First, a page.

0.

*Some Worries about the Material Conditional Are Immaterial*

In his monumental expository work *An Introduction to Non-Classical Logic: From If to Is,* Graham Priest (2013) prefaces the discussion of the classical material, indicative, conditional with the worry that it doesn’t belong in natural language reasoning. To drive home the urgency of the problem, and motivate a revisionist solution, he offers classical inferences in natural language as heuristic falsifiers for the rules of classical connectives; particularly, the conditional. These are intended to demonstrate that classical inferences in natural language produce results that are either logically invalid, factually incorrect, or at variance with common sense. But, as will become clear shortly, these falsifiers work only if classical inferences in natural languages are restricted so that only elementary propositions can do duty as premises in any arguments. In this essay I show one could do otherwise without producing invalidities-whether they be logical, factual, or intuitive. Compound variants of Priest’s atomic premises {SEE Heuristic Falsifiers: 1.1; 2.1; 3.1.} are used to deduce classically valid, and intuitively correct results {SEE Heuristics Falsified: 1.2; 2.2; 3.2}. I conclude with the suggestion that worries about the material conditional mentioned are immaterial.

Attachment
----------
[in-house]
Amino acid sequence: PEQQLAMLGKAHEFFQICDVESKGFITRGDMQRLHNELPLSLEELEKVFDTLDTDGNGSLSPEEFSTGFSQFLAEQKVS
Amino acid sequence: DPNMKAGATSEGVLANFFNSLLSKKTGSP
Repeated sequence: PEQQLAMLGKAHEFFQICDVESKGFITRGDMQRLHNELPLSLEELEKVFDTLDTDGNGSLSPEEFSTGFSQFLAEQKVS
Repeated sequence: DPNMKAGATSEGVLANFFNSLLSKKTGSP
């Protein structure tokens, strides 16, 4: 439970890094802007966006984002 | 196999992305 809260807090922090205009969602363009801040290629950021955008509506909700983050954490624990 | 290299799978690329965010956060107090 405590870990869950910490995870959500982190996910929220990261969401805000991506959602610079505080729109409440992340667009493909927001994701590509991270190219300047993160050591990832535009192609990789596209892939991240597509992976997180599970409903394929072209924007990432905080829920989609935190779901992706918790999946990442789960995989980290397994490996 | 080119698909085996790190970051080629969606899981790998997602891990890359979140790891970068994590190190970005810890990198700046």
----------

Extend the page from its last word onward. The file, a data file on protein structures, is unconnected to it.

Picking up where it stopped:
1.

(A → B) & (C → D) ├ (A → D) v (C → B)

Priest offers the following argument to undermine the applicability of the above inference to natural language reasoning.

**Heuristic Falsifier 1.1**: “If John is in Paris he in France, and if John is in London then he is in England. Hence, it is the case that if John is in Paris he is in England, or that if he is in London he is in France” (2013, 1.7, p. 12).

This argument is set up so that:

John is in Paris = A;

John is in France = B;

John is in London = C;

John is in England = D.

But, of course [1], we can set it up another way:

A’ = If John is in Paris he is in France;

B’ = If John isn’t in Paris he isn’t in France

C’ = If John is in London then he is in England.

D’ = If John isn’t in London then he isn’t in England.

Voila! The material conditional gives the correct result. Namely, (A’ → B’) & (C’ → D’) ├ (A’ → D’) v (C’ → B’) produces the valid and intuitive result:

**Heuristic Falsified 1.2**: John is in Paris when in France but not otherwise, and he is in London when in England but not otherwise. Hence, either he is in Paris when in France and only then, or he is in London when in England and then only.

2.

(A & B) → C ├ (A → C) v (B → C)

**Heuristic Falsifier 2.1**: “If you close switch x and switch y the light will go on. Hence, it is the case either that if you close switch x the light will go on, or that if you close switch y the light will go on. [Imagine an electrical circuit where switches x and y are in series, so that both are required for the light to go on, and both switches are open]” (2013, 1.9: p. 14).

Again, it appears, a simple tweak in the propositions being reasoned about defangs the bad inference in 2.1. Consider:

A” = You close both switches x and y.

B” = You close one of switches x and y.

C” = The light will go on if both switches are closed.